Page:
Here at The Immigration Project, we are often asked about the impact and importance of our work, what it is that we do, and why it matters. Some aspects of our work are easier to explain than others, domestic violence is something common in the news and the social imagination, and people generally have a handle on what that means. Deportation, however, is less frequently experienced – the average American probably doesn’t know someone who has been deported, and so what it really means for people can be much harder to explain, and much harder to understand. A recent report by Human Rights Watch (HRW), “Deported To Danger: United States Deportation Policies Expose Salvadorans to Death and Abuse,” shines a light on the realities and consequences of deportation for Salvadoran nationals, showing exactly what’s at stake for refugees and asylees to the USA.
Currently, around 1.2 million Salvadoran nationals are living in the United States; according to the HRW report, only about a quarter of this population are legal permanent residents, or “green card” holders, with the rest finding themselves with precarious temporary legal status or undocumented. Paired with the fact that the fate of the U.S. Temporary Protected Status (TPS) program for El Salvador is increasingly uncertain, this means that Salvadorans are increasingly vulnerable and more at risk for deportation.
People flee El Salvador in staggering numbers; it is the most violent country in the region with startling rates of murder, gang violence, disappearance, feminicide, sexual violence and state-actor violence. Many people from El Salvador arrive in the U.S. to seek asylum in a legal and desperate attempt to avoid the danger and human rights abuses that are common in El Salvador. Despite the well-documented presence of danger in El Salvador, between 2014 and 2018, over 100,000 Salvadorans were deported from the USA. The push-factors that spur people to leave El Salvador are a real threat to the safety and well being of Salvadoran citizens; “Deported to Danger ” reports that over 100 deported Salvadorans have been murdered following their deportation from the United States. Unfortunately, those murders do not represent the entirety of the problem; Salvadorans face multiple dimensions of violence, and the reality is that the harm that comes to Salvadoran deportees is likely under-reported and underestimated due to myriad influences including state capacity and the role that state-actor violence has to play.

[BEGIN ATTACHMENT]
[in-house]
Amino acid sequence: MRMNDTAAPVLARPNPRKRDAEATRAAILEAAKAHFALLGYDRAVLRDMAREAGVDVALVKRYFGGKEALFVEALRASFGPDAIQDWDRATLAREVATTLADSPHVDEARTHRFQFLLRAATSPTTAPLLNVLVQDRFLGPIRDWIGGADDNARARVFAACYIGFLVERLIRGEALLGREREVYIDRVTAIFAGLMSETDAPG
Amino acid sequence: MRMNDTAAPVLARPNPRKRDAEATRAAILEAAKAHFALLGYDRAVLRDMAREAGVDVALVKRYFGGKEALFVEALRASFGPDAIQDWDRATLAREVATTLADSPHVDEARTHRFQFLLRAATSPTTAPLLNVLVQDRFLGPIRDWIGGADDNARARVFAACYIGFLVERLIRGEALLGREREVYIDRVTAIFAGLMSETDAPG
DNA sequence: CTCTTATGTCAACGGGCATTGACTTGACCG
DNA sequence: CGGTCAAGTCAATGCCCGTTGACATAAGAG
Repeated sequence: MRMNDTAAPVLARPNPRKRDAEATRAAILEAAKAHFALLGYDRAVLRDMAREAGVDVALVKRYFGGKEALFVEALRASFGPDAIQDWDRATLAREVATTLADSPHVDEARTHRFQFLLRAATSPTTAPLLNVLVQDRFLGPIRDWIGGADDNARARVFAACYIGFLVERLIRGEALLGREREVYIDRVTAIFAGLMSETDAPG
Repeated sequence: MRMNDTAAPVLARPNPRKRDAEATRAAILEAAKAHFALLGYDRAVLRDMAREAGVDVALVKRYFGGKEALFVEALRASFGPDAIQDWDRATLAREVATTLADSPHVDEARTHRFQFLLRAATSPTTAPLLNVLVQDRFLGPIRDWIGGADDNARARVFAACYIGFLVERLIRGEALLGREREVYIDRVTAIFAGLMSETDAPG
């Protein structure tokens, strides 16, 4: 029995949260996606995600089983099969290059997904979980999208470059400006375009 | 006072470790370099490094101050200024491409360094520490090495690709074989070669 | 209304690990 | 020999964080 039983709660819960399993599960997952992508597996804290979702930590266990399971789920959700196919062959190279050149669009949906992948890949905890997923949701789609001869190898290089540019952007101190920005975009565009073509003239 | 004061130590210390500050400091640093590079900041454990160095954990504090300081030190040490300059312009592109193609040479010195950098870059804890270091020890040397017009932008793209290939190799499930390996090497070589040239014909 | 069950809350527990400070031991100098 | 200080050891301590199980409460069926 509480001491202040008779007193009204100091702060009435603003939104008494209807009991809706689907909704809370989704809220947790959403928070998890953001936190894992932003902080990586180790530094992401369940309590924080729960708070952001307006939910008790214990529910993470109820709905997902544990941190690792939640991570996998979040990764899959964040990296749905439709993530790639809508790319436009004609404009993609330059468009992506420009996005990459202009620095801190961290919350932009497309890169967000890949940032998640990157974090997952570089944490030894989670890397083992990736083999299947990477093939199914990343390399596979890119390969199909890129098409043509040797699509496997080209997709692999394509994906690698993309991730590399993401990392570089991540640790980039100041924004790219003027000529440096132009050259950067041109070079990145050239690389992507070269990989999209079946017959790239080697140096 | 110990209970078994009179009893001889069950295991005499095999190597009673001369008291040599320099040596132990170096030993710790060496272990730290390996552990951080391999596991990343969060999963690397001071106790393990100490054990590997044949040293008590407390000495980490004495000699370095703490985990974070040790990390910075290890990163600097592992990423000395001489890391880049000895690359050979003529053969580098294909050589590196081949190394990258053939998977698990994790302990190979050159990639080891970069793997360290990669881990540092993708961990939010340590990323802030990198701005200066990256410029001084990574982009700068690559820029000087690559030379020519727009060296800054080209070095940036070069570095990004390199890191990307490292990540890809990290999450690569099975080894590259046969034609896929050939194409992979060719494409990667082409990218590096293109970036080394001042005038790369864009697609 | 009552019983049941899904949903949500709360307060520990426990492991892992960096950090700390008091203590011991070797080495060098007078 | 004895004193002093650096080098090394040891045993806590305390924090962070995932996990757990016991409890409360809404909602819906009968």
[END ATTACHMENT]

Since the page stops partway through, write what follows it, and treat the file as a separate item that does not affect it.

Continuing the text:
A key aspect of the report is the claim that the US government knowingly deports individuals to dangerous conditions. This matters because intentionally removing someone to danger is in violation of international laws and norms: there is a substantial body of legislation in international law protecting individuals from removal to dangerous and harmful situations. Article 33 of the Refugee Convention of 1951, Article 3 of the Convention against Torture, Article 7 of the International Covenant on Civil and Political Rights, Article 22 (8) of the American Convention on Human Rights, and the Convention on the Rights of the Child all either expressly or implicitly deal with preventing the exact kinds of dangers deported Salvadorans face upon removal. Individuals in circumstances where they fear violence and persecution are legally protected from deportation proceedings; according to international standards, individuals in such circumstances should not be deported.
While “Deported to Danger” focuses specifically on the dangers faced by Salvadoran deportees, it is important to know that the physical risks that accompany deportation proceedings are not exclusive to El Salvador. In many cases, specifically for those seeking asylum, forcible return to an individual’s country of origin can be life threatening. Many people have nowhere to go but to return to abusive and harmful environments, and in some cases, the mere fact of returning from the USA can make people targets for violence and crime, increasing the level of threat they must navigate. As it becomes more and more difficult to receive refugee and asylum status, and as American immigration policy generally becomes more restrictive, the severe harms associated with deporting individuals to dangerous situations will worsen.
Here at The Immigration Project we regularly see cases in which legal aid is the only thing standing between an asylee and emotional, physical, or sexual violence. Returning individuals to their country of origin threatens lives; and as“Deported to Danger” illustrates, current US policy not only ignores these very real risks, it violates international norms and laws in the process.
TPS is a federal program which allows individuals from certain countries for example those experiencing civil war or other temporary destabilizing circumstances to stay and live in the US without fear of removal. For more information about Temporary Protected Status, please click here.
To read the full “Deported to Danger” report, please click here.